My brother is writing a book with his stepdaughter about their scarily parallel stories as cancer fighters and survivors. At the moment, they’re working on author photos for the book cover. This process has made me think about the stories that faces tell, or hint at; the messages that can be perceived subliminally when your photo appears in different contexts — like a book jacket, a Facebook page, etc.
One of my friends has just had a big promotion. An expert in personal branding, she’s in the process of changing all of her online profile photos to be more consistent with her new role as a worldwide executive for a major software company. Personal branding is also an issue for my brother and his daughter as they plan how best to market their book and increase the audience of potential readers.
Given the “Big C” subject of their story, their book’s credibility could be undermined by their physical beauty. The authors have chosen to work with a photographer who earns his living shooting fashion models for glossy magazines. This makes handsome people downright glamorous.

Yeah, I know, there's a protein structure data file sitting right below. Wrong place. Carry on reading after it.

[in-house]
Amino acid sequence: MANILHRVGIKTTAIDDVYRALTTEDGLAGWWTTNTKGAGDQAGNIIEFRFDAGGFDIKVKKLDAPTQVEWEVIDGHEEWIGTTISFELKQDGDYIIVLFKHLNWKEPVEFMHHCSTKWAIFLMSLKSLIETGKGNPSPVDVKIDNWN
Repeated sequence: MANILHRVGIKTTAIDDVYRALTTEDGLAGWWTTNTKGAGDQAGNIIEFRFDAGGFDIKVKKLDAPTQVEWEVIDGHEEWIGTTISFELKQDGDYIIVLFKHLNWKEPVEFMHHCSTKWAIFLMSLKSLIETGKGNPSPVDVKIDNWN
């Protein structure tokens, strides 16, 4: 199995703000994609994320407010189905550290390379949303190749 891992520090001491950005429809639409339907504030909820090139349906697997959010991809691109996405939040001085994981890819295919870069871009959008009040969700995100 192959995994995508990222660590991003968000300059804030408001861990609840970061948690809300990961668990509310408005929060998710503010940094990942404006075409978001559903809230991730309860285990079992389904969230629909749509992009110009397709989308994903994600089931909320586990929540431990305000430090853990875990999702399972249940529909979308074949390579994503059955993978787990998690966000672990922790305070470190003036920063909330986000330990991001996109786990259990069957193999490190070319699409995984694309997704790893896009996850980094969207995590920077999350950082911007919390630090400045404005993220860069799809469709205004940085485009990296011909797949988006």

But fortunately, for the sake of marketing his book, my brother’s face hints at the story he has to tell. He has blogged extensively about his fight, and has begun mentoring others who confront similar battles. The book is his response to his fans’ requests to hear more about his story.
At least to those of us who know and love him, his face reveals some of the pain of his battle with head and neck cancer (caused by a virus). In many of her photos, his step-daughter’s face seems less marked by her bouts with cancer. The blessings of youth, perhaps?
I’m glad they chose a photo that reveals some of the anguish they’ve suffered. Had they not done so, had their photo been “too beautiful,” it might have raised questions about the authenticity of their story.
It’s a beautiful story, and one that could help many others when their book is finally published. Beautiful faces, beautiful story, but scary subject matter.